During 2007, American set aside an estimated 100 million cell phones: some of them broke, some of them just got old, and a bunch of them were simply set aside when a newer-and-cooler must-have phone came along. Of those 100 million phones, only about 10 percent were recycled, meaning the copper, metals, and plastics that could have been recovered from those handsets and used in other products is sitting unused in a drawer somewhere…or worse, leeching into ground water in a landfill somewhere.
To boost consumer awareness of cell phone recycling efforts, the Environmental Protection Agency and commercial partners like Samsung, T-Mobile, AT&T, Sprint, and Verizon Wireless are kicking off National Cell Phone Recycling Week April 6 through 12. The program offers detailed recycling information as well as special online and in-store promotions to encourage people to recycle rather than discard their unwanted phones.
“As America prepares to celebrate Earth Day, many people question how they can do their part and give back to our planet,” said the Director of the EPA’s Office of Resource Conservation and Recovery Matt Hale, in a statement. “Recycling your old cell phone or PDA is an easy way to help America green our nation.”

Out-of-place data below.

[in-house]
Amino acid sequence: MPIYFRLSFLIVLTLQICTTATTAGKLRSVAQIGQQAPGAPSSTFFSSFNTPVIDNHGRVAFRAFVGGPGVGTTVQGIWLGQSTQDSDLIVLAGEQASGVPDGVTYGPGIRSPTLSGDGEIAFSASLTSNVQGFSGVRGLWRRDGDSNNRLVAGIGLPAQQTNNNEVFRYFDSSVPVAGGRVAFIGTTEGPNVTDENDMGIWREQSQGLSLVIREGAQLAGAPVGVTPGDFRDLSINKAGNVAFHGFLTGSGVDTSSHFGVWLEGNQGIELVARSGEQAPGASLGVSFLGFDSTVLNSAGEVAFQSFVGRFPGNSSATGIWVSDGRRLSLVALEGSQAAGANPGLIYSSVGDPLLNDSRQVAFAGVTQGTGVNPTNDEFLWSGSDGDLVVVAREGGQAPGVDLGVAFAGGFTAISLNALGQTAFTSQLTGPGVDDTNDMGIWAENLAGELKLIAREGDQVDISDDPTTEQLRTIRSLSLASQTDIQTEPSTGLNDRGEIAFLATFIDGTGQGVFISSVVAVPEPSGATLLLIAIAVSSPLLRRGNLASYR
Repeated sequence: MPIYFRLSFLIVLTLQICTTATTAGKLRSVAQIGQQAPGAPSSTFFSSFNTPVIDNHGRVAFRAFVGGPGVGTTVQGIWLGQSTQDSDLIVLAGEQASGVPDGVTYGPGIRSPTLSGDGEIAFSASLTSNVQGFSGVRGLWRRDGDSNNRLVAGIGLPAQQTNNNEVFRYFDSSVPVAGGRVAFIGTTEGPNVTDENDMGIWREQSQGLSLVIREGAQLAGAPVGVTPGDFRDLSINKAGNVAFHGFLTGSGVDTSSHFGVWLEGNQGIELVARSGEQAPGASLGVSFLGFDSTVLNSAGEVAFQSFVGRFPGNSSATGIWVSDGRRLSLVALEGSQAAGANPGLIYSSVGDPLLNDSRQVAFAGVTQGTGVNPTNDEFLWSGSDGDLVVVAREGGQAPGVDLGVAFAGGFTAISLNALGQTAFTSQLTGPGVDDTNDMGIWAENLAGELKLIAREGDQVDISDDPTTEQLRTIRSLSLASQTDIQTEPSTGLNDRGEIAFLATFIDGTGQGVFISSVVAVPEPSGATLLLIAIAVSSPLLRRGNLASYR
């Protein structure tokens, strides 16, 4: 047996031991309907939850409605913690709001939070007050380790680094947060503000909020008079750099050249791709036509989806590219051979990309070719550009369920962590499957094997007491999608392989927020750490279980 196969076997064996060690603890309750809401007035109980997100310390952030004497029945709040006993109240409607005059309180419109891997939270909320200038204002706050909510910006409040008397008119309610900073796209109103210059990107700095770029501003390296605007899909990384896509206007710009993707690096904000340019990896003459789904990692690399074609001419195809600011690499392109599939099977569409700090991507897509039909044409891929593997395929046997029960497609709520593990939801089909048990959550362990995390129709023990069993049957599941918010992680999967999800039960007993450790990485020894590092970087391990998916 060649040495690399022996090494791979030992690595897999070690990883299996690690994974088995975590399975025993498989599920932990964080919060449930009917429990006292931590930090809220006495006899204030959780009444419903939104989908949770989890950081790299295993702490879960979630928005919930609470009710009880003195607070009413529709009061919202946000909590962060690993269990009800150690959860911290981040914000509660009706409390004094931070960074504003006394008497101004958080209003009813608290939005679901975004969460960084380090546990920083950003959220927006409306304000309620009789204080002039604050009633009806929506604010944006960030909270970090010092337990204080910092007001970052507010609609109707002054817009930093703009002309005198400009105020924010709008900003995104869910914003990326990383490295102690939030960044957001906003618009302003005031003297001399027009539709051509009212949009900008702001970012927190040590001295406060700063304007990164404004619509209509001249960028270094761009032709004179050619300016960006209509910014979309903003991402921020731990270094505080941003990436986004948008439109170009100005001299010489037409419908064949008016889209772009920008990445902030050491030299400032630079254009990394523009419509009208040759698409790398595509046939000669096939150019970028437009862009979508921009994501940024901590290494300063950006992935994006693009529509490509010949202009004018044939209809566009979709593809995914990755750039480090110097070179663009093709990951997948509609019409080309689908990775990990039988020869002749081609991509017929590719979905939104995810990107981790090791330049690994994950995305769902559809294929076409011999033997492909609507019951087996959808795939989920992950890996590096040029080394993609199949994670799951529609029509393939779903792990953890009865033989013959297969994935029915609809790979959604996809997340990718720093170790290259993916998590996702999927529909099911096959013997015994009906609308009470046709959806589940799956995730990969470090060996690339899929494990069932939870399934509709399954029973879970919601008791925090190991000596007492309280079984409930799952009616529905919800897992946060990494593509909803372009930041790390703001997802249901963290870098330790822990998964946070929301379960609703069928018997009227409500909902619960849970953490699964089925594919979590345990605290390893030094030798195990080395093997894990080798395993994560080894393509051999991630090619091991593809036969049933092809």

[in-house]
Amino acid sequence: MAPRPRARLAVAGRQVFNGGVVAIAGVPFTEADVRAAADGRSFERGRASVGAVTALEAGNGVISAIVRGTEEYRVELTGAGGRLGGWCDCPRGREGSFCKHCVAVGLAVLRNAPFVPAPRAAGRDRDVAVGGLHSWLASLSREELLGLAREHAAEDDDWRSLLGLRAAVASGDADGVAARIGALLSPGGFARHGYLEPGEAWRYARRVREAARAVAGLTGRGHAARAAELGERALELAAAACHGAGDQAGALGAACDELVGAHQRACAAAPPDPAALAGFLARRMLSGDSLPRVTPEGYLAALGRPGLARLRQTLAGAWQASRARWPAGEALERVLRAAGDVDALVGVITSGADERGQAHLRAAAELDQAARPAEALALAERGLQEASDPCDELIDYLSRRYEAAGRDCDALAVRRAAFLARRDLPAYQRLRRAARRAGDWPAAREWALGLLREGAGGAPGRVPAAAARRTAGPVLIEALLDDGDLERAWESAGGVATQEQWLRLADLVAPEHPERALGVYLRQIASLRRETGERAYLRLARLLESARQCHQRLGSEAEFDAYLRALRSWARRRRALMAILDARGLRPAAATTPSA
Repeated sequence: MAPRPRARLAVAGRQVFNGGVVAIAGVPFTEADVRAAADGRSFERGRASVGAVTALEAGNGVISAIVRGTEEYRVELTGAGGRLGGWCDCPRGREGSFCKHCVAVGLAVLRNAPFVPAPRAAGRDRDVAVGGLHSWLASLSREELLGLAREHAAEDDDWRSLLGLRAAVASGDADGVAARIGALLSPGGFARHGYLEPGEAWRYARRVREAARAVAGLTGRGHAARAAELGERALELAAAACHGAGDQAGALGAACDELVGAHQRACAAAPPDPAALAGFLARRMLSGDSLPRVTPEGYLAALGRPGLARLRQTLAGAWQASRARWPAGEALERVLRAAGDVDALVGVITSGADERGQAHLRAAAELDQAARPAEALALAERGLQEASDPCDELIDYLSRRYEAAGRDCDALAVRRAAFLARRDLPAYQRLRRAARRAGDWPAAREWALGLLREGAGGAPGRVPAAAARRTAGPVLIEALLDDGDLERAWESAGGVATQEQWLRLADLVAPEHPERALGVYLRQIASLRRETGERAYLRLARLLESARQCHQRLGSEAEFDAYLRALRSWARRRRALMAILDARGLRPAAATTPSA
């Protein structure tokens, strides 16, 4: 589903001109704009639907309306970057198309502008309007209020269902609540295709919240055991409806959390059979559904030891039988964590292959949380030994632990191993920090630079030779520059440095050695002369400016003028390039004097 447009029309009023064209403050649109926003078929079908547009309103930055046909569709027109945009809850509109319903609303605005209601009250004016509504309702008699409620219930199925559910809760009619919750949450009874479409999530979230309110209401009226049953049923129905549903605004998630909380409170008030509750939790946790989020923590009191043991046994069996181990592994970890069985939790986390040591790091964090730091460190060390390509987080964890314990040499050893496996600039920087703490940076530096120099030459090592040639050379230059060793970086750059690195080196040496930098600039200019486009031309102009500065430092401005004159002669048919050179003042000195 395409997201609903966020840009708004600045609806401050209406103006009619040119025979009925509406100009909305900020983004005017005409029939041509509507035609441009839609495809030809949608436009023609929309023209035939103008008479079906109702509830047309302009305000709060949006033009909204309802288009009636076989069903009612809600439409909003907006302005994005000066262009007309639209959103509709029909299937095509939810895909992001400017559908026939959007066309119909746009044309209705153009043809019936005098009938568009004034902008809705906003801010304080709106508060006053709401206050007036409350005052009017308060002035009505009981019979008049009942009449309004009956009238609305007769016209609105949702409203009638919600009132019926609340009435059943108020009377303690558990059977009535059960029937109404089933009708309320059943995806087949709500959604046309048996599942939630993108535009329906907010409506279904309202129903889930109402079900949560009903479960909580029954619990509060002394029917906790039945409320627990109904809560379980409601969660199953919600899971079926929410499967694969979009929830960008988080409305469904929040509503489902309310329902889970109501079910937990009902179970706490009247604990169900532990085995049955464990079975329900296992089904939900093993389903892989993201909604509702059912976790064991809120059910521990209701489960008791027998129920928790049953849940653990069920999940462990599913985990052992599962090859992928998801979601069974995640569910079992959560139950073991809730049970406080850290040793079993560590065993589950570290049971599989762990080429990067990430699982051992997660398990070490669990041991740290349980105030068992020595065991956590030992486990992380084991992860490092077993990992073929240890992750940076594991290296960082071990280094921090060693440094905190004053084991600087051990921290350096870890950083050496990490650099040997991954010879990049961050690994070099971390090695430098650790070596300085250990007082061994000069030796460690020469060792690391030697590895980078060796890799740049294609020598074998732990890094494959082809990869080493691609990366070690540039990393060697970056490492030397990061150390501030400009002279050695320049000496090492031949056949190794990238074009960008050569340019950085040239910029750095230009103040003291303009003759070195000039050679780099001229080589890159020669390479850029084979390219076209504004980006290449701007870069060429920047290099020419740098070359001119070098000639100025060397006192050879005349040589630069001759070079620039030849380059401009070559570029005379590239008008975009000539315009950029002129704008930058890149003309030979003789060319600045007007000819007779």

Special events associated with National Cell Phone Recycling Week include Samsung handing out phone recycling envelopes, increased online and in-store materials emphasizing cell phone recycling, and other special events: for instance, Nokia is giving away tickets to the IMAX feature Wild Ocean for cell phones recycled at its New York and Chicago stores. The National Cell Phone Recycling Week Web site has information on events, along with mail-in and in-person recycling programs. If recycling a working cell phone seems wasteful somehow, many areas offer programs that take still-working phones and donate them to women’s shelters and other charities and non-profits to help the disadvantages retain access to 911 and other essential services.